Show 362 – November 23, 2020
Run Sheet ~ Zarn & Michael
Our Aussie Apple Ramblings
Story 1 ~
MS macOS Big Sur Update Bricking Some Older MacBook Pro Models
MacRumors reports ~ A large number of late 2013 and mid 2014 13-inch MacBook Pro owners are reporting that the macOS Big Sur update is bricking their machines.
A MacRumors forum thread contains a significant number of users reporting the issue, and similar problems are being reported across Reddit and the Apple Support Communities, suggesting the problem is widespread.
Users are reporting that during the course of updating to macOS Big Sur, their machines are stuck displaying a black screen. Key reset combinations, including NVRAM, SMC, safe mode, and internet recovery, are all reportedly inaccessible after attempting to install the update, leaving no way to bypass the static black screen.
It appears that the overwhelming number of users experiencing problems are owners of the late 2013 and mid 2014 13-inch MacBook Pro, but it is unclear exactly how many users of these models have been affected. It is also of note that these are the oldest models supported by macOS Big Sur.
One commenter on Reddit said that they were told by Apple support to book their MacBook Pro in for a repair. Another on an Apple Support thread said that the issue has been escalated to Apple’s engineering team, so Apple should now be aware of the problem.
Until it is clear what may be causing the issue and Apple releases a fix, late 2013 and mid 2014 13-inch MacBook Pro may wish to hold off on installing macOS Big Sur.
Story 2 ~ Pic
ZK Apple Software Chief Craig Federighi Defends App Tracking Transparency Feature
MacRumors reports ~ Following Apple’s confirmation that it still plans to introduce a new App Tracking Transparency feature that will let users know when companies want to track them across apps and websites, which has attracted criticism from companies such as Facebook, Craig Federighi has explained more about the rationale behind the change to The Independent.
The App Tracking Transparency feature allows users to opt-out of data collection and choose whether advertisers can track their activity. While it was originally supposed to arrive with iOS 14 earlier this year, Apple postponed the feature until early 2021 to give developers more time to accommodate it.
Federighi told The Independent that the new feature can be put down to Apple’s support for privacy as a “core value” that has been present “since the beginning of the company,” citing how Steve Jobs highlighted the Apple II’s ability to allow users to secure their own information on floppy disks and have control over their data.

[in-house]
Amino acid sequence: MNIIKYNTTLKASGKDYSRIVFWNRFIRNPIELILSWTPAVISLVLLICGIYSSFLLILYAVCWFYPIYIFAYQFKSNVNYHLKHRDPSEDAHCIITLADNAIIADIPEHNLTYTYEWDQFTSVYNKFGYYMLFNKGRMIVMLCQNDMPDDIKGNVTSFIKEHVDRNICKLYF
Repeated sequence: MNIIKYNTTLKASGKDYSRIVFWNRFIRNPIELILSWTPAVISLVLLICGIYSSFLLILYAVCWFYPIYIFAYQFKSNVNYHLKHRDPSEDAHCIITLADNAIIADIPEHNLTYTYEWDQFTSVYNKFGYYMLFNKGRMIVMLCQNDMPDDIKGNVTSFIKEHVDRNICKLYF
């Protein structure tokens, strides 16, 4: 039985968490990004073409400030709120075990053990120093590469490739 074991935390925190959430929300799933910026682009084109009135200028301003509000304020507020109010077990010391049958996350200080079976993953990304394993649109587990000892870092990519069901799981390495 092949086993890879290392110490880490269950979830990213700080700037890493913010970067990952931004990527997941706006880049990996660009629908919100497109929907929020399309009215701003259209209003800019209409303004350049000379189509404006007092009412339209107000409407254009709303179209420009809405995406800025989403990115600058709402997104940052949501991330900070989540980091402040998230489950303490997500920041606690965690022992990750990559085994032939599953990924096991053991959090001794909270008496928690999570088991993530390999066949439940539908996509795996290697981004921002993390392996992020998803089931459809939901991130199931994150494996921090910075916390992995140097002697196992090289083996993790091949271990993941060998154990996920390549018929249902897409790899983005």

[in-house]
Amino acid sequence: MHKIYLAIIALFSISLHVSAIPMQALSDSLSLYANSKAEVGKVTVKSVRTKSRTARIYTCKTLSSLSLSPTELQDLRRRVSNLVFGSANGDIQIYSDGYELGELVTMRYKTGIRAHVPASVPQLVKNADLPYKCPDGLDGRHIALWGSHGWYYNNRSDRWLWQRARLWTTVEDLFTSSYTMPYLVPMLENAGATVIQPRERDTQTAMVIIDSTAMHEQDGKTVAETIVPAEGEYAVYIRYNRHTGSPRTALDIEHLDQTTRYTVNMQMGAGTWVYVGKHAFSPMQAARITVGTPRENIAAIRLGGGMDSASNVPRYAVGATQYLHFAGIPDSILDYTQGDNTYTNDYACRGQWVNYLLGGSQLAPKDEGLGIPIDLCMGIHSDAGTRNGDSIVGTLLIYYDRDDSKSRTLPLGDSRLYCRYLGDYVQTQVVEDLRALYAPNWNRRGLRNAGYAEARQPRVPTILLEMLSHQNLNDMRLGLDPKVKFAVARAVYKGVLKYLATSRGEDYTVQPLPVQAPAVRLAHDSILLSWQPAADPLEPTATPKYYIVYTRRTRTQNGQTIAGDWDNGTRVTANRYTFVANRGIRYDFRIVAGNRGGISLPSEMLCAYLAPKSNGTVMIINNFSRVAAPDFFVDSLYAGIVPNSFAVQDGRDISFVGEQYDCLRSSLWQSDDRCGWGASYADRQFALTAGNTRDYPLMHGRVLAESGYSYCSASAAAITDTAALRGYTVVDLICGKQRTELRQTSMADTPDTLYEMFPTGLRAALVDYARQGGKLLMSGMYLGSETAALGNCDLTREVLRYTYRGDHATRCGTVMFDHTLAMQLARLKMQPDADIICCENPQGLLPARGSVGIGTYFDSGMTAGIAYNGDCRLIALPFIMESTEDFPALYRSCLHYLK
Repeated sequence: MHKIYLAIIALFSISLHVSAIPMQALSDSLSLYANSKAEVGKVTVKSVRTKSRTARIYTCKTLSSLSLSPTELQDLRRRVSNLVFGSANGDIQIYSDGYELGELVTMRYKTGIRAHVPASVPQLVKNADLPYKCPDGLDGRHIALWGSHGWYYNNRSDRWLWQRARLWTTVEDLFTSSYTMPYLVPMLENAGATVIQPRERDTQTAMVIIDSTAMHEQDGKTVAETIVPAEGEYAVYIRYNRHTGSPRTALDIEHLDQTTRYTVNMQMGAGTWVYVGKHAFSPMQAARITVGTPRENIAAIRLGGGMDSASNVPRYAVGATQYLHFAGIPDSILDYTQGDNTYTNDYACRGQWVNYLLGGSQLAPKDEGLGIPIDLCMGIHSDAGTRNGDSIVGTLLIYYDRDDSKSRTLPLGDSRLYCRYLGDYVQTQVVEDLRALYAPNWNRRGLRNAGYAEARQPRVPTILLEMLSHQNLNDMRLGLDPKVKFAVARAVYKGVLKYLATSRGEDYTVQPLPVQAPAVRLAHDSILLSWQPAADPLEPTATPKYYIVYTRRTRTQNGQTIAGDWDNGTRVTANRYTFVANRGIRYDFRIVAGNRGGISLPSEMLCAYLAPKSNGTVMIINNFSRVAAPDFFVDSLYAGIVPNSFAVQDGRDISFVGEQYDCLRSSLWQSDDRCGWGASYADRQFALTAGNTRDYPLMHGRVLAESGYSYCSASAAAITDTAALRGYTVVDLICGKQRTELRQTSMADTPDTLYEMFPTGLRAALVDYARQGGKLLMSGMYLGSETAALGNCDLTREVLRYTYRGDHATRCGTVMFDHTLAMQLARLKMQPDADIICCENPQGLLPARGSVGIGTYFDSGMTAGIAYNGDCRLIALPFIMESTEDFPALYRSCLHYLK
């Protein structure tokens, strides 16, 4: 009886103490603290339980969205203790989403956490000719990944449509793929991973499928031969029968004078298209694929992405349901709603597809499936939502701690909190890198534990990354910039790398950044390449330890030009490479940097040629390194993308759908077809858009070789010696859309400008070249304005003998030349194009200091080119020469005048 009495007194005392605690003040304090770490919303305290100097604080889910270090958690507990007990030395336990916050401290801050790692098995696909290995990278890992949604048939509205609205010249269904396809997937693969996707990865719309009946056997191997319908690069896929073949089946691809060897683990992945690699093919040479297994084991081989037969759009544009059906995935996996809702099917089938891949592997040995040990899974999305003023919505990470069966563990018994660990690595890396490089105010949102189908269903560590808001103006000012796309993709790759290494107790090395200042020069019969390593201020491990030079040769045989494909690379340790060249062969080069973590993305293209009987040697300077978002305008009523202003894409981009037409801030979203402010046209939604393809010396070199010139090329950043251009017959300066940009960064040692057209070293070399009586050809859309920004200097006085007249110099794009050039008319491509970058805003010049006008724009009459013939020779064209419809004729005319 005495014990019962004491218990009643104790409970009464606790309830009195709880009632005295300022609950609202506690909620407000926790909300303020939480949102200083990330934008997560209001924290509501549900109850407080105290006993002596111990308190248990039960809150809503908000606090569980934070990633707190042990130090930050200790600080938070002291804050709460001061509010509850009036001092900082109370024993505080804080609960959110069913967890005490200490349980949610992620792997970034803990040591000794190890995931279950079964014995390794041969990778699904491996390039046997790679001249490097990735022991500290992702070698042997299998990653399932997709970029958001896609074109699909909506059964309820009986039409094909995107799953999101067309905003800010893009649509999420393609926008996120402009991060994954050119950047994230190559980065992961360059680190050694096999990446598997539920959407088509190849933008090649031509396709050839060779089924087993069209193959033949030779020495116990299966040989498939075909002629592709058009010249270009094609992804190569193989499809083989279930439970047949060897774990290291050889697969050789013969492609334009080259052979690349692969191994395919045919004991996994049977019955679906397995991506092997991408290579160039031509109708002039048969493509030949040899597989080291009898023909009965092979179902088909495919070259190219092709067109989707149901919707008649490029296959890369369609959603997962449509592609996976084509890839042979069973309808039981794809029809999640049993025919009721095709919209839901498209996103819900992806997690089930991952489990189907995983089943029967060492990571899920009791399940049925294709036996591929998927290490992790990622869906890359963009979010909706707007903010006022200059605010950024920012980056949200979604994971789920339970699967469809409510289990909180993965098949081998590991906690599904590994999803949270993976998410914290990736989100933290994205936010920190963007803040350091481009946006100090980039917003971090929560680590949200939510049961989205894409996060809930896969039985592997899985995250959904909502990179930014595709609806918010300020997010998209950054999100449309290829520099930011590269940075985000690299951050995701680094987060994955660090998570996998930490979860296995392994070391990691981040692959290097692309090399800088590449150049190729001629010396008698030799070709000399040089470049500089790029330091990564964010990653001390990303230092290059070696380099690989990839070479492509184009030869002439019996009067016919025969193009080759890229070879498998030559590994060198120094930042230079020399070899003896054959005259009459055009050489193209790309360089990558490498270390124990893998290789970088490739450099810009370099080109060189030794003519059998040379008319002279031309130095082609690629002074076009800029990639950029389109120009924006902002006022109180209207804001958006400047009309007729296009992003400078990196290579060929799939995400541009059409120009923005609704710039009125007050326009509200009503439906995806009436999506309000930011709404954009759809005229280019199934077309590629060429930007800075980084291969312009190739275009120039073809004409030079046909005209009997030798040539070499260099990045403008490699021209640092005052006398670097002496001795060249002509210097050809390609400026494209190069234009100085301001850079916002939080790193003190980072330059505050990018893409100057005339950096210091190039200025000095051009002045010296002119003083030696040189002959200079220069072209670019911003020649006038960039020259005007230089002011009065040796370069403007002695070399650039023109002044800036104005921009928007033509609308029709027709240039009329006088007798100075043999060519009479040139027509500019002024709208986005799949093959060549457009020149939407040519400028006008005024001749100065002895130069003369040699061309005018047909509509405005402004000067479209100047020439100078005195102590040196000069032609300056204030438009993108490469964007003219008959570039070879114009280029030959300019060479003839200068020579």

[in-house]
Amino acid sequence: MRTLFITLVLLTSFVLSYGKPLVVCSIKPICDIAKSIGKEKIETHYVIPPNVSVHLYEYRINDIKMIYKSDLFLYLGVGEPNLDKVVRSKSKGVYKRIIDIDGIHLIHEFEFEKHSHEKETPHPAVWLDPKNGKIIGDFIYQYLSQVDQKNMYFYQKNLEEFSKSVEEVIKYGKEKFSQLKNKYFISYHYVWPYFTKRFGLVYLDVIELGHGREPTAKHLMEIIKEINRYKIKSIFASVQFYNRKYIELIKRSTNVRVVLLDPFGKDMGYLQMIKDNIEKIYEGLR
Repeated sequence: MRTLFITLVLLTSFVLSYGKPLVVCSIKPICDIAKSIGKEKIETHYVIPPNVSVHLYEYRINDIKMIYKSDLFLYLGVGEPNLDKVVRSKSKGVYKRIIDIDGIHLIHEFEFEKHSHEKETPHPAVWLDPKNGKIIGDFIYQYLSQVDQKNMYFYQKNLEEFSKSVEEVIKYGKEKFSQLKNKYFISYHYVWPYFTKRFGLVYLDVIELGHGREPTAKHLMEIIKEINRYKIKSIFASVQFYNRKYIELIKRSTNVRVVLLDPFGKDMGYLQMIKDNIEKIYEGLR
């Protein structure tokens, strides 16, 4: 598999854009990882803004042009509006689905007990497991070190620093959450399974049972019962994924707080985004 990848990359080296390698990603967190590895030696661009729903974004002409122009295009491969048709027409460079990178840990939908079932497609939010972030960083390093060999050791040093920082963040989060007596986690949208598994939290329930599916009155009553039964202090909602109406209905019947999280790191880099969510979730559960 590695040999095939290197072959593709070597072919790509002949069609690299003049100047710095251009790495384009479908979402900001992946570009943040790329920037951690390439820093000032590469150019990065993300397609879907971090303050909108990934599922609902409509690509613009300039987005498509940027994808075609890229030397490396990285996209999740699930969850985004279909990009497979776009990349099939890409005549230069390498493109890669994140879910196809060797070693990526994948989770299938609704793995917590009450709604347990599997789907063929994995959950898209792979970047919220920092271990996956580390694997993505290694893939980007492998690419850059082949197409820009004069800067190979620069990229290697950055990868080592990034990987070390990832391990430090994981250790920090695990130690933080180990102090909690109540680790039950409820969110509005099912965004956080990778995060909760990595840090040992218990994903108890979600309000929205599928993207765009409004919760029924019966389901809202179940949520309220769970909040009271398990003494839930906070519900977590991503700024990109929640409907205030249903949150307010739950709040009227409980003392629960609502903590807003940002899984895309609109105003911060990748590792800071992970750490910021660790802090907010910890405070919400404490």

He said that the feature would ultimately be “better for even the people that are currently, at times protesting those moves,” because it increases trust between users, developers, and advertisers. Federighi also said that similar concerns had been raised in the past about new privacy features, but they did not result in long-term issues, and eventually became widespread across the industry:
We introduced intelligent tracking prevention, several years ago, and at the time, parts of the ad industry were saying that the sky was going to be falling in and that their business was going to be destroyed by the fact that they couldn’t track everyone from website to website to website. Well, in fact, if you look at what happened to the industry, that didn’t happen at all, and yet we also protected user privacy.
Story 3 ~ Pic
MS macOS Big Sur telling Apple what app you’ve opened isn’t a security or privacy issue
appleinsider reports ~ Even before Apple confirmed that Gatekeeper “calling home” wasn’t associated with user information on Sunday night, privacy concerns of bad actors theoretically monitoring app launches with that data are not an issue as one researcher has suggested. Here’s why.
On Thursday, macOS users reported issues trying to upgrade the operating system to macOS Big Sur, while others ended up having trouble running applications even without upgrading. The problem was determined to be server-related, with an issue on Apple’s side preventing Apple’s certificate checking function from working properly.
That same service has been picked up by security researcher Jeffrey Paul, founder of an application security and operational security consulting firm. In a lengthy piece written on Thursday, Paul attempted to raise awareness of a perceived privacy issue within macOS, namely that it seemingly reports back to Apple what apps are being opened up by a user.
According to Paul, Apple’s communications between the Mac and specific servers can be coupled with data stemming from an IP address in such a way that it can create a mass of metadata about a user’s actions. This would include where they are and when, as well as details of their computer and what software they’re running.